Poetry — December 8, 2011 13:15 — 1 Comment

The Call – Jed Myers

I walked a broken-headed man
toward a corner where
he thought he roomed. Brick

dark with rain—what city
was this? Spring
said little—one brave blood

geranium shivered in its urn
by a black wire weave,
his door. I left him there—

sure he’d get the code, work
the lift or take the stair,
find his floor, the key…

I walked off in drizzle, had to
make that call, never
mind the broken things in me.


Jed Myers lives, writes, and makes music in Seattle. His poems have appeared in Prairie Schooner, Nimrod International Journal, Golden Handcuffs Review, Atlanta Review, Quiddity, the Journal of the American Medical Association, the Rose Alley Press anthology Many Trails to the Summit, and elsewhere. He is a psychiatrist with a therapy practice and teaches at the University of Washington.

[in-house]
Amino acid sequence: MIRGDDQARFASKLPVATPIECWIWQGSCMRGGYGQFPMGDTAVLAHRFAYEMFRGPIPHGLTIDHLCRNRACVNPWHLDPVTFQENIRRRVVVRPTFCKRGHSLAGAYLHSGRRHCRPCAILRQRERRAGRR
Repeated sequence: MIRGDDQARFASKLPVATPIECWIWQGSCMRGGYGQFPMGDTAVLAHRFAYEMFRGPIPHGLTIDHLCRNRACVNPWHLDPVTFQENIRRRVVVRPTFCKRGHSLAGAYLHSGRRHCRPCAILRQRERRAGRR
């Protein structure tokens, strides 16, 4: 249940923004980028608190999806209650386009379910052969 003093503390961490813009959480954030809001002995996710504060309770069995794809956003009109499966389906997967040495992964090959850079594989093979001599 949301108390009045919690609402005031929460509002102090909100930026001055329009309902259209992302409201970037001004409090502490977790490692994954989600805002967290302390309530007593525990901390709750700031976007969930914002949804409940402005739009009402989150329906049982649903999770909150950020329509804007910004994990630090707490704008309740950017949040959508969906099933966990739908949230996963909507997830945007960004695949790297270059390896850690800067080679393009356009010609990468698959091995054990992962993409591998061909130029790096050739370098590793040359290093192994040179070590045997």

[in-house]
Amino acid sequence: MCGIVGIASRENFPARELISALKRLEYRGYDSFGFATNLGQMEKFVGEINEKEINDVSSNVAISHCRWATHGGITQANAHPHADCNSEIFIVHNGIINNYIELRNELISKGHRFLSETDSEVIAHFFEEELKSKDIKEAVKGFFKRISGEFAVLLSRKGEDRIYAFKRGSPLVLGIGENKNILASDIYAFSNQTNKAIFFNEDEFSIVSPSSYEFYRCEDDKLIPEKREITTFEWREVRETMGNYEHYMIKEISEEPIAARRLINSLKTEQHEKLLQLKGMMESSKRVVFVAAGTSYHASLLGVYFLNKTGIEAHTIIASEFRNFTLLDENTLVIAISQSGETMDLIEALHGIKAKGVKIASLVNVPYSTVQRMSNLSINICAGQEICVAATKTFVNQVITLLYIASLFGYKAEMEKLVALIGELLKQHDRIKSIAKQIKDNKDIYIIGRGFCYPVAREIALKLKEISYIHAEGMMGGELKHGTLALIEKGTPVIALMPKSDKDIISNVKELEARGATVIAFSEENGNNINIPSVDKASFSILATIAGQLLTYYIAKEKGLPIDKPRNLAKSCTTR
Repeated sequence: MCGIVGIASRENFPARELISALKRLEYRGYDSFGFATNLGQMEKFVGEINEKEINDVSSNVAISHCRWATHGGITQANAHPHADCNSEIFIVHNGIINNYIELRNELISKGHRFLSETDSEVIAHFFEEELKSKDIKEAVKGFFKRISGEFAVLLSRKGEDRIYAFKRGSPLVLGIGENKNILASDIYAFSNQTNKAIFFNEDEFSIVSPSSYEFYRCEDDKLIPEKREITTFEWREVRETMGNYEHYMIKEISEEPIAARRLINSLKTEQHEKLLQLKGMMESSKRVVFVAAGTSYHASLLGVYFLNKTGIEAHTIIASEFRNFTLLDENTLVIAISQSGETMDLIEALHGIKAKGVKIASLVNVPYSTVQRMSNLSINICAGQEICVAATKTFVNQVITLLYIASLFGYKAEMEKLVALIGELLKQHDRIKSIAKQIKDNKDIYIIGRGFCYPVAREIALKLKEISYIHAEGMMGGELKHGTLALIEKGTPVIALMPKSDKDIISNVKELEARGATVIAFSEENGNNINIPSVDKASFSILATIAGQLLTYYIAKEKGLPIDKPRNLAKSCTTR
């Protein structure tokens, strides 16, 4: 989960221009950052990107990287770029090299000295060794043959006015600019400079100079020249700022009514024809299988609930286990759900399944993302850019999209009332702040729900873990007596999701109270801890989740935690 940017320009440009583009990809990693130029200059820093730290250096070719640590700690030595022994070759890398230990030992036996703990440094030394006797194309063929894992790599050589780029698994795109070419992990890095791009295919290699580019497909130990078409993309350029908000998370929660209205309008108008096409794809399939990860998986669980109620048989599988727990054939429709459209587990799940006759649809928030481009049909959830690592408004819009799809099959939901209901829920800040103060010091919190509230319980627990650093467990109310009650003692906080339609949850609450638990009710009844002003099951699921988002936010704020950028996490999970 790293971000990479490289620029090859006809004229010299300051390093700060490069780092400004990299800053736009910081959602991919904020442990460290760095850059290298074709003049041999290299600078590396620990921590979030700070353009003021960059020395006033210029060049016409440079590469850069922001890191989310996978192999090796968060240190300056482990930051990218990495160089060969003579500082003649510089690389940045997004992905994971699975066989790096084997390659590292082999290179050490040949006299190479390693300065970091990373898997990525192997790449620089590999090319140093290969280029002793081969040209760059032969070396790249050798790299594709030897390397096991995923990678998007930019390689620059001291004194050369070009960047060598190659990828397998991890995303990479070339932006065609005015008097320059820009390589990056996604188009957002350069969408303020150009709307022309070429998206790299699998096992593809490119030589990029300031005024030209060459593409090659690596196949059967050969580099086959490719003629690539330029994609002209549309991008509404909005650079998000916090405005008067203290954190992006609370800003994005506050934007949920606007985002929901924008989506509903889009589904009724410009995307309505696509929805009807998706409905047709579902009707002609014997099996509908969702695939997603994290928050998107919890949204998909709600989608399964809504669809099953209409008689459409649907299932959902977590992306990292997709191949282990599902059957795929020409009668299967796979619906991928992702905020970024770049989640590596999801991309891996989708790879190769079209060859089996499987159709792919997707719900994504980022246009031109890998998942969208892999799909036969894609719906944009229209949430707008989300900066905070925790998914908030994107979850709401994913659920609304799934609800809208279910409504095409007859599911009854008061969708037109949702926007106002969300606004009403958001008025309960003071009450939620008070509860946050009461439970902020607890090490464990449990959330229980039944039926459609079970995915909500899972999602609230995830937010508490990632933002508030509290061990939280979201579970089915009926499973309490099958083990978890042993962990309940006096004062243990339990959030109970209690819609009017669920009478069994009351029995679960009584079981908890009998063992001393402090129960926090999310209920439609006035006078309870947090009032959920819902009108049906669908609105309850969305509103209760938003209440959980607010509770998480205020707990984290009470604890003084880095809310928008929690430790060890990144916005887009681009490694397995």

One Comment

  1. RT says:

    I like this poem, I like the rhyme. da,da, da, da, da, da, da, da. and so forth.

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What am I?

Bioluminescent eye
That sees by the shine
Of its own light. Lies

Blind me. I am the seventh human sense
And my stepchild,

Scientists can't find me.

Januswise I make us men;
Was my image then—

Remind me:

The awful fall up off all fours
From the forest
To the hours…

Tick, Tock: Divine me.

-- Richard Kenney